Each morning as your tasks accumulated, you looked at your own mother with renewed admiration, thinking she was the greatest.

Every night when you finished chores, your child looked at you with same adoration, at least until the trying, moth's dayteens.

You felt proud knowing that one day your children would raise their own kids. And you could retire with the honorable status of grandma.

Though your work often goes unrecognized today, the world will be grateful tomorrow.

You created the link between the past and the future.

Happy Mother’s Day!

Welcome to the world’s most important work force.

Start Spring Cleaning Sorting Book Shelves

kids readingSome women collect jewelry, shoes, home décor: my tastes are simple – I hoard books. Shelves line the hallways, living room, bedrooms, basement and attic. My house is so chock a block full of books stacked triple deep, I posted a warning for visitors. “Danger Falling Books!”

When my friend told me she was collecting books to donate towards a library in Somaliland, I set a goal to reduce my collection. Like a librarian, I went back into the stacks.

As I shuffled through the shelves, my children’s lives unfolded from “Good Night Moon,” to “The Runaway Bunny,” to the Bernstein Bears, the Boxcar Children, Babysitter Club, Sweet Valley Twins, and Thoroughbred series. And oh my, the childhood classics like Nancy Drew, Hardy Brothers, and Jack London. Who could imagine we would one day live in “Heidi” land?

I relived the memories of curling up on the bed with a tow headed boy tucked under my arm and dark haired girl under the other as we read, “The Pain and the Great One.” We recovered from ear infections, sore throats, and stomach bugs by rereading, “ Mrs. Bunny’s Get Well Soup” and “The Velveteen Rabbit.”

I can’t imagine a home without books. In my family, reading was a gift passed down from one generation to the next. My kids learned to love books by osmosis. They grew up reading under the bed covers, in the bathtub, and à table. During dinner, they sneaked peeks at their books hidden under the table to avoid their father’s scowling eyes.

Books marked the rites of passages. How could anyone my age ever forget Maya Angelou’s “I Know Why the Caged Bird Sings” and Jack Kerouac’s “On the Road?” Not to mention the works of Margaret Atwood, James Baldwin, Alice Walker, or Steinbeck, Hemingway, Fitzgerald and the wonderful classics from “To Kill A Mockingbird,” to “The Diary of Anne Frank” to “Huckleberry Finn.”

As I sorted, I rediscovered some favorite authors like Joyce Carol Oates, Toni Morrison, and Jane Hamilton. “Beloved” was so good and I had to read “The Book of Ruth” again too.

Other selections marked stages of our lives from raising kids cross culturally and bilingually to enduring teens to letting go. One shelf holds a collection of green Michelin travel guides for every region of France and canton of Switzerland. Another section houses writers’ tips a go-go with books on how to write humor, travel, sports, memoir, and fiction and develop action, dialogue, and character.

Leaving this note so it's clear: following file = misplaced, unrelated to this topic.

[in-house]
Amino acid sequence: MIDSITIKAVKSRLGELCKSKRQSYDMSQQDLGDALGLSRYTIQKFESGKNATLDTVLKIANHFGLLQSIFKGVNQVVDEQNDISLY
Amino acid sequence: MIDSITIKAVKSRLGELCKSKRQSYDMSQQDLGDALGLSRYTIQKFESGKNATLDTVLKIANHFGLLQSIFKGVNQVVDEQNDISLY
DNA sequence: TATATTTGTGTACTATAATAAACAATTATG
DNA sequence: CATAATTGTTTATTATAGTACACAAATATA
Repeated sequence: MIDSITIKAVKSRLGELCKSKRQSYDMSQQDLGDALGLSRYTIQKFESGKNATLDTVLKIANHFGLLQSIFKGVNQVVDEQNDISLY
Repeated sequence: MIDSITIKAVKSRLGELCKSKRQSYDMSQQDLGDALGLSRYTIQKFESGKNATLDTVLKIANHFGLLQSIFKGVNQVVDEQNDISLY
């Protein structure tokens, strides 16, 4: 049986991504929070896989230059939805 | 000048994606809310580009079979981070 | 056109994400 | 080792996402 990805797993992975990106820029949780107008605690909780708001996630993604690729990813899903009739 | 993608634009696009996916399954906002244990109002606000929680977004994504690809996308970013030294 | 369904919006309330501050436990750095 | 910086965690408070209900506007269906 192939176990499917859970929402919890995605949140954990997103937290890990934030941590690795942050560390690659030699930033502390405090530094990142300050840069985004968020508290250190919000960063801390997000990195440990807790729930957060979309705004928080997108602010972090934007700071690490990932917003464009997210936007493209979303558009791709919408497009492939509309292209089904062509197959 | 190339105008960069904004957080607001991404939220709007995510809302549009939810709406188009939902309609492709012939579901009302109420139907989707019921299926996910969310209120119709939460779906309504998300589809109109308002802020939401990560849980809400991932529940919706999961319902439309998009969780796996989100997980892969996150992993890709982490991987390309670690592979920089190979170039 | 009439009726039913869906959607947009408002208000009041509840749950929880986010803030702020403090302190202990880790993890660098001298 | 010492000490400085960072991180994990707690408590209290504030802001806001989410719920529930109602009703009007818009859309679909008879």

I used to be a sucker for self-help books guaranteed to cure everything from chronic fatigue to back pain to headaches, as well as every mystery disease that fell under the “syndrome” category for lack of a better, more believable term. Fitness guides like “Yoga for Dummies” and “Pilates for Beginners” come out of retirement at regular intervals.

One shelf holds a ridiculously large collection of every basketball biography ever written in hard back, no less. Others are filled with the family’s favorite mysteries, Agatha Christie, Jack Higgins, John Grisham, David Baldacci, and Tony Hillerman.

We also have a collection of French authors. Hardback comic books, an integral part of French culture, were big hits in our home where our children learned history through the Les Aventures de Tintin, the misadventures of Asterix & Obelix, and the gaffs of Gaston.

Certainly our son’s deadpan humor was also honed from the pages of Calvin & Hobbes and that crazy fat cat Garfield.kids reading-3

We accumulated more books than the local library. Parting with any created a major dilemma; each page held a treasured memory of a visit from family. Over the years, grandparents, siblings and friends brought oodles of books tucked in suitcase corners to help foster our children’s love of language and learning. Our home became a lending library for guests crisscrossing the Atlantic. Bring a book over; take a book back.

I’ll be the first to admit my obsession is out of hand; I haven’t gotten far pruning those bookshelves. Each time I peruse a title, I get caught back up in the action on the page.

Spring-cleaning shelves fell by the wayside; I set a new goal – reread all my favorites.